The Entitled Ones

published on The Prince Arthur Herald

When famously asked what he was rebelling against, Brando’s character coolly answered: “Whatever you got.”
As the cold hard facts of court rulings and winter weather bring the Occupy protests to a screeching halt, it’s worth reflecting on the lofty ambitions that marked the movement’s origins. A movement that was supposed to be the “millennial” generation’s moment of social protest.

A generation ago, the rebellion of the “boomers” was artistically summarized in films like “The Wild One,” where Marlon Brando (the picture of leather jacket cool) personified a healthy disregard for the establishment. When famously asked what he was rebelling against, Brando’s character coolly answered: “Whatever you got.”

Every generation has the protesters and moments of social discontent. However, the sporadic uprisings of students in Occupy camps and protests earlier this month at the University of McGill (ostensibly over demands for lower tuition) are, in one sense, less sincere. Rather than being a rebellion against their culture, these protesters are a product of their environment more than anything else. In 60 years we have come from the “wild ones” to the “entitled ones.” And as the millennial generation expresses an ever-growing sense of entitlement, they would be wise to reflect on the legacy of their forbearers: the ever-diminishing capacity of the decaying welfare state to support their demands.

Appearances suggest that the millennial generation will be defined by its superb use of social media and ability to adapt to emerging technology – ushering in the burgeoning era of the “Twitthnocrat,” where social media savvy passes as a marketable skill. However, an unintended by-product of this new job skill is that too many come to believe that they possess a right (rather than a privilege) to have social media access at work.

An exaggeration? Consider a current study conducted by Cisco Systems that found over 56% of the new generation would pass over on taking a new job, if it would substantially restrict their social media access.

Another telling insight into the millenials’ entitlement mindset was uncovered by a recent report from University of Guelph Professor Sean T. Lyons, which found that most university graduates expect to have a starting salary at their first job of around $48,000.

Finally, compound this with a recent study that found the current generation has a very poor or nonexistent grasp of financially literacy. A lack of financial knowledge and skills sets that could explain why young people today are still successfully peddling the idea of free tuition.

Where did we go wrong? Is it really the fault of all those indulgent boomers who over-inflated their children’s self-esteem to epic proportions? Can we blame a world where parents constantly bombard their kids with praise for being exceptional (“You might be the next Rembrandt, or even Shakespeare”)? No wonder we have a whole era of children who believe they should succeed on their talent alone. Alas, the current state of parenting makes it more difficult to determine the truly talented from the average and mediocre. The average and below-average float up unencumbered to the lofty heights of our unrealistic and unsustainable technocratic culture.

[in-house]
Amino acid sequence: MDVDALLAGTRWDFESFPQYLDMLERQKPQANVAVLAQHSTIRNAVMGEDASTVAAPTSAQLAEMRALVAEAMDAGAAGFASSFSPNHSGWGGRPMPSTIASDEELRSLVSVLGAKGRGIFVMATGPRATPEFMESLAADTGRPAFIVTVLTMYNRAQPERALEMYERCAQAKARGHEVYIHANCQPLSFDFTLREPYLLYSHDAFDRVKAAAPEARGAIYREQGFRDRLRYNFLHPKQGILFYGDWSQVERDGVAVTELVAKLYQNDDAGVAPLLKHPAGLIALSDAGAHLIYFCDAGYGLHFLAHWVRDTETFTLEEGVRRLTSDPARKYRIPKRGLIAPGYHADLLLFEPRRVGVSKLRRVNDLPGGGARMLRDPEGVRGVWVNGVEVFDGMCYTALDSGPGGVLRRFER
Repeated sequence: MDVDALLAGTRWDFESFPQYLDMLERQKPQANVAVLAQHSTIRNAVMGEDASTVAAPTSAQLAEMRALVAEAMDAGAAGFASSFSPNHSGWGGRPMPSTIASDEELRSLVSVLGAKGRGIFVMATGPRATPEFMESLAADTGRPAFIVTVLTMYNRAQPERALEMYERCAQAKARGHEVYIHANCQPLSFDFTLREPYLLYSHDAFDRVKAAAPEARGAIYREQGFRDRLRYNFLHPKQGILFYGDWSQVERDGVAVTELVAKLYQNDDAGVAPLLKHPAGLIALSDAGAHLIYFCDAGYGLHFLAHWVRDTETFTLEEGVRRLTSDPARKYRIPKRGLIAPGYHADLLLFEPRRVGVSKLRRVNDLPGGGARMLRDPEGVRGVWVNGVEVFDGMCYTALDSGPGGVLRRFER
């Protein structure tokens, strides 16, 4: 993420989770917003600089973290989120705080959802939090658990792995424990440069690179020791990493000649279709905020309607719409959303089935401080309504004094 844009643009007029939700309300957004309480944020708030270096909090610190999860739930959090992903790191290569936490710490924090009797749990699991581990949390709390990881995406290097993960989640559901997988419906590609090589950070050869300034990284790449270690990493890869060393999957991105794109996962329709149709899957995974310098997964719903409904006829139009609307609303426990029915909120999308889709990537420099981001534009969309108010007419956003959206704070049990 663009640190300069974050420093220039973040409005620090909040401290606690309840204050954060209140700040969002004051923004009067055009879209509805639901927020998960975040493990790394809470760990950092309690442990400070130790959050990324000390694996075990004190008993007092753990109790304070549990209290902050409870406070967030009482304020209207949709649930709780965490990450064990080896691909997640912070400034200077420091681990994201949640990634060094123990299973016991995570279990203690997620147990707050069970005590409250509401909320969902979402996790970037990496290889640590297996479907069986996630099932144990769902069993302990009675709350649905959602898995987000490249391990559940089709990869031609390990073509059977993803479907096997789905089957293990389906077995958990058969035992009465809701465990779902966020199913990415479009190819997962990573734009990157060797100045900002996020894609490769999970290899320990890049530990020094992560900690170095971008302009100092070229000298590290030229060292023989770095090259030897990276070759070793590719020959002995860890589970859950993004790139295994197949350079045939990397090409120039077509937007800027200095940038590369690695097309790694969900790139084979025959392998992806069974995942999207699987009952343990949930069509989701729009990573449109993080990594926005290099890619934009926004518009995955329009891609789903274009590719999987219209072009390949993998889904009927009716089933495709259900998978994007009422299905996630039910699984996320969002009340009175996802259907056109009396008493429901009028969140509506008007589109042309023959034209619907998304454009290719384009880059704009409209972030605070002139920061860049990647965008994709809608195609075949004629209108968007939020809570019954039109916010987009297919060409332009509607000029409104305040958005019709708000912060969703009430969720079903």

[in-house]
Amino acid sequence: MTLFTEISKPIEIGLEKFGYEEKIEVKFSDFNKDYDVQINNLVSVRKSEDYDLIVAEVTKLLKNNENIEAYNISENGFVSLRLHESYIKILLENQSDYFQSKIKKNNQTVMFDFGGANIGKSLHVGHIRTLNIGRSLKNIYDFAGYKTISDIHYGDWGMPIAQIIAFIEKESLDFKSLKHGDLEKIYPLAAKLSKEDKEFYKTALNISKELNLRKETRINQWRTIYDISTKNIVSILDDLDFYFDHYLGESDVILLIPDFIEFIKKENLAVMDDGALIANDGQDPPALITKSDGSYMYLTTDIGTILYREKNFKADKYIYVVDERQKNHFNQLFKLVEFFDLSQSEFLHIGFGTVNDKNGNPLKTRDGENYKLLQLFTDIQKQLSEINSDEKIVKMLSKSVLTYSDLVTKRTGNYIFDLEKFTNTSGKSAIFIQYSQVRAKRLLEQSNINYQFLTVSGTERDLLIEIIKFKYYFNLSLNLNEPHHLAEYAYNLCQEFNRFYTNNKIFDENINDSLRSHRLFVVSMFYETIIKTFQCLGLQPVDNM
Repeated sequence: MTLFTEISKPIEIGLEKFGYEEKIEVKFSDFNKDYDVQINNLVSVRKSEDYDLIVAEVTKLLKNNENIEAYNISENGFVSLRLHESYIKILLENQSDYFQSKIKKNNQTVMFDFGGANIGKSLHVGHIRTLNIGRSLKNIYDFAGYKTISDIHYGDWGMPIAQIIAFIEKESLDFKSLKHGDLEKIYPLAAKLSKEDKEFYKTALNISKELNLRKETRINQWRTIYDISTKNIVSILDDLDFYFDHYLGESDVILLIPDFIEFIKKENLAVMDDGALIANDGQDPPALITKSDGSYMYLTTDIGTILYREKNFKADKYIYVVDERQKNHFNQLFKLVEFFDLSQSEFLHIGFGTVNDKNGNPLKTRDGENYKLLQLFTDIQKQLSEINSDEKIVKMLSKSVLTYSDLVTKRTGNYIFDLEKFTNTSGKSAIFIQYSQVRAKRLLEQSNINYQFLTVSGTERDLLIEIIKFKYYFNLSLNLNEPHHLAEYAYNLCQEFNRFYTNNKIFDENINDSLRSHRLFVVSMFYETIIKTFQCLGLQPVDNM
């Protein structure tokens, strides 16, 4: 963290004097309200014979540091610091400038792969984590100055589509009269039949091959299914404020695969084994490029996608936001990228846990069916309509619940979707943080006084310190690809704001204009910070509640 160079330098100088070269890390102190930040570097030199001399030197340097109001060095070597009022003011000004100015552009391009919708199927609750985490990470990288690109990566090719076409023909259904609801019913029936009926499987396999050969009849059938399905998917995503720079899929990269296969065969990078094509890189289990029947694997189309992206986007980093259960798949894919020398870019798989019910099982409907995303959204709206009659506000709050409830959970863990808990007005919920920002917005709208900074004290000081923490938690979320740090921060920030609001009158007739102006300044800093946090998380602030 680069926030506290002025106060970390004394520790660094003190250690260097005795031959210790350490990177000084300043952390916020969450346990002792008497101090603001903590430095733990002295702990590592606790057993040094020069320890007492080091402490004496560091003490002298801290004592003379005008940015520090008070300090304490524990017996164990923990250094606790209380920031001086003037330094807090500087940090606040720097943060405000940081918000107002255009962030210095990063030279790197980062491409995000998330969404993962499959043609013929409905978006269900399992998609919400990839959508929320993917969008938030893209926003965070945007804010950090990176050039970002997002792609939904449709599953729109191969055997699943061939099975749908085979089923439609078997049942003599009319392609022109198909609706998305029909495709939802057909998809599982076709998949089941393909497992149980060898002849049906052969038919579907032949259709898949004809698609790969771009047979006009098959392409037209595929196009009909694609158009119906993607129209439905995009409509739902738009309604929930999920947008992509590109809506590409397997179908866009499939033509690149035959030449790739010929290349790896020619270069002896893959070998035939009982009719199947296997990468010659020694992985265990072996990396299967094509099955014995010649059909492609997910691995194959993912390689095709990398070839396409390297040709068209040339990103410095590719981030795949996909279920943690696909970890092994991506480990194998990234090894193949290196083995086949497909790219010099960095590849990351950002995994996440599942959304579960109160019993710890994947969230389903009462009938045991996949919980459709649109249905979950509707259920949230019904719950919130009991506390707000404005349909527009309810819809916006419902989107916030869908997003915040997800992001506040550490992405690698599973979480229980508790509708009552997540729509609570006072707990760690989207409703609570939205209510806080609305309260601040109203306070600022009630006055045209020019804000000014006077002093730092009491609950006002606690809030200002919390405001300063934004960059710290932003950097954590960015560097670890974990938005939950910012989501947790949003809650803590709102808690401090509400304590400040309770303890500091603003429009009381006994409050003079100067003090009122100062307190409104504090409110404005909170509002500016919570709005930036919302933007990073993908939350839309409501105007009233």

These issues come down to the naive expectations of the current millennials generation. And here is the rub: today’s protesters and struggling millennials are tomorrow’s taxpayers. At the same time as McGill students were protesting for a further subsidy to their education from government coffers, a report was released by the Institute Of Marriage and Family Canada, stating that Québec’s welfare state was on the fast track to collapse.

One interesting nugget is outlined by the Institute of Marriage and Family Canada: “A Quebec Family Portrait.” The report found that demography is the great challenge for Quebec, as replacement rates drop to drastically low levels.  As a result, there will not be enough able-bodied Quebecers in the workforce to support the significant social safety-net required for the province’s rapidly aging population. In this regard, Québec is the canary in the coalmine for the rest of the country.

Such a dire warning is important not only for the rest of Canada, but also for the millennial generation. They are the ones who must face tough choices when it comes to rethinking certain aspects of Canada’s approach to the welfare state. It falls to us, my generation, to treat this as a challenge to overcome, and not an impediment that could weigh us down. If we tackle this challenge using our strengths, and refuse to give in to our weaknesses, it could usher in a new age of Canadian ingenuity. However, for that to happen, Canada has to become a nation of makers,
rather than takers.